California lawmakers rejected a moratorium last year (and again this year) on hydraulic fracturing at oil and gas drilling sites while regulators decide how to oversee the potentially dangerous, and largely unregulated, extraction process.
Senate Bill 4, passed last September, initiated the state’s first fracking regulatory process, which critics deemed slow and riddled with loopholes. The state Department of Conservation slapped together some “emergency” regulations that took effect at the beginning of the year while it worked to complete final regulations by its January 1, 2015, deadline.
Now, lawmakers have bumped that deadline six months. That’s when the State Water Resources Control Board is supposed to finish its criteria for judging plans drillers will have to write and submit to the Conservation Department for a permit when they are working near groundwater, according to KQED in Northern California.
The state is trying to get a handle on a decades-old drilling technique that has been updated in the 21st Century to include toxic chemicals, high volumes of pressurized water, sand and hydrochloric or hydrofluoric acid. Drillers are reanimating old, abandoned wells and tapping sites once thought inaccessible.
The industry has consistently argued that there is no proof that fracking is a danger, and existing industry standards provide adequate safety for people and the environment. They do not want full disclosure of the chemicals used, claiming they are trade secrets, and decry any increase in bureaucratic interference.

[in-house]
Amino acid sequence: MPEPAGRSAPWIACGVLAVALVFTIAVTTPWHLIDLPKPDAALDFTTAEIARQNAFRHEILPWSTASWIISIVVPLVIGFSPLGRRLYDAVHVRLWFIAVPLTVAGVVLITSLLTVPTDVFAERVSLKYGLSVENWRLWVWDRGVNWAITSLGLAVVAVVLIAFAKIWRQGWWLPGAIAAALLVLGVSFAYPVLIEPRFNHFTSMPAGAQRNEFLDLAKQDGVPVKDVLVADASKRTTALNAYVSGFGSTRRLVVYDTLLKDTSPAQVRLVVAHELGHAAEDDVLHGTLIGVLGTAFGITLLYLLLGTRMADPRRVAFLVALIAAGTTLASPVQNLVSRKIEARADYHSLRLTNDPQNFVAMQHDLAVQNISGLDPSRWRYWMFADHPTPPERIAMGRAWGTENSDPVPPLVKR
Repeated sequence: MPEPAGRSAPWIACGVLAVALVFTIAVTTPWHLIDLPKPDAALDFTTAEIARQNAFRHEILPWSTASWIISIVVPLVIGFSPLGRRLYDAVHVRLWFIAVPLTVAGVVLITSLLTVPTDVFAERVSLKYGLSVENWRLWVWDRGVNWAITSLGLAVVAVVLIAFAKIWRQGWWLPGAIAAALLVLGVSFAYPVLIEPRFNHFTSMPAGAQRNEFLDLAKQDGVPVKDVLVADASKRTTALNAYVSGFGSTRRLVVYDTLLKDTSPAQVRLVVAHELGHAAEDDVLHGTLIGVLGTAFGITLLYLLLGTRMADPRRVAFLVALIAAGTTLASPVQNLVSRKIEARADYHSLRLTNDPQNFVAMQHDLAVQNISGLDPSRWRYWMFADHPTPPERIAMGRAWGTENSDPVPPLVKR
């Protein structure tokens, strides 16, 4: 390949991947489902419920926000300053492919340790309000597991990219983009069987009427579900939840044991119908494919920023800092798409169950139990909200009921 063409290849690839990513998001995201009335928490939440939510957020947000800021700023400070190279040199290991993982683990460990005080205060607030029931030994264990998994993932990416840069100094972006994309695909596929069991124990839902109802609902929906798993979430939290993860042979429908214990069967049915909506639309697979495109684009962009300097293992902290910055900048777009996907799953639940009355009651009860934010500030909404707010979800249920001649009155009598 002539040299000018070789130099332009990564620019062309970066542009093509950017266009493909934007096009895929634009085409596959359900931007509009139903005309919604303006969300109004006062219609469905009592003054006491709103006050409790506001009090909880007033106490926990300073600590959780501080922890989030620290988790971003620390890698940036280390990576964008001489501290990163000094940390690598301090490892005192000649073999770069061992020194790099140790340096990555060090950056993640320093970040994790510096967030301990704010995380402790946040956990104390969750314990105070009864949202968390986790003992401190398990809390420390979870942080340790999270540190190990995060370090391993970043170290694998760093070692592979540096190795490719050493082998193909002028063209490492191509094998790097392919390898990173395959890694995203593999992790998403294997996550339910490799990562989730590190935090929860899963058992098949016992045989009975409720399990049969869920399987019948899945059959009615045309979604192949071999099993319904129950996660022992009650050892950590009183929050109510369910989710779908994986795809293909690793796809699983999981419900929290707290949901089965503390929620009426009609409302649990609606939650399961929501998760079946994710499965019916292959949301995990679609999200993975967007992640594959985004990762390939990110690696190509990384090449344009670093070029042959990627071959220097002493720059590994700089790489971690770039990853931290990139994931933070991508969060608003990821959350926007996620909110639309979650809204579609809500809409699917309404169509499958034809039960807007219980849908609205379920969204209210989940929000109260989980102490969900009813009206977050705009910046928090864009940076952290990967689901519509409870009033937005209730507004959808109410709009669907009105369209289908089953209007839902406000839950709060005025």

Critics say fracking has been linked to groundwater contamination, air pollution, releases of methane gas, micro-earthquakes and sink holes. They want full disclosure of fracking operations and sufficient public warning before drilling commences, at the very least. At best, they want a moratorium.
The state is working on an Environmental Impact Report, due July 1, 2015, that some fear could be used to blunt criticism of individual fracking operations in sensitive areas. Senate Bill 4 gave regulators a so-called “magic wand” to waive filing of an individual environmental report if a prior assessment were available.
According to KQED, the bill passed by lawmakers last month specified that each fracking permit will be assessed on an individual basis.
A new draft of the regulations being worked on by the Department of Conservation’s Division of Oil, Gas, and Geothermal Resources was released last month and a 45-day process of public comment began. The political system, laden with oil and gas industry money and buffeted by myriad stakeholders in and out of government, is undulating as it seeks equilibrium for its fracking policy.
Optimists among the skeptics, like Bill Allayaud of the Environmental Working Group, see some progress in fixing a deeply flawed SB 4. “It’s not the most desirable thing, but we are getting relatively good public disclosure about fracking for the first time,” he told KQED.
But critics who thought nothing short of a moratorium on fracking would protect the environment and people’s health have found little to buoy their spirits. The Center for Biological Diversity titled its press release about the new draft regulations in June, “New California Fracking Rules Let Oil Industry Hide Dangerous Chemical Use—Weak Regulations Won’t Protect Health, Promote Transparency.”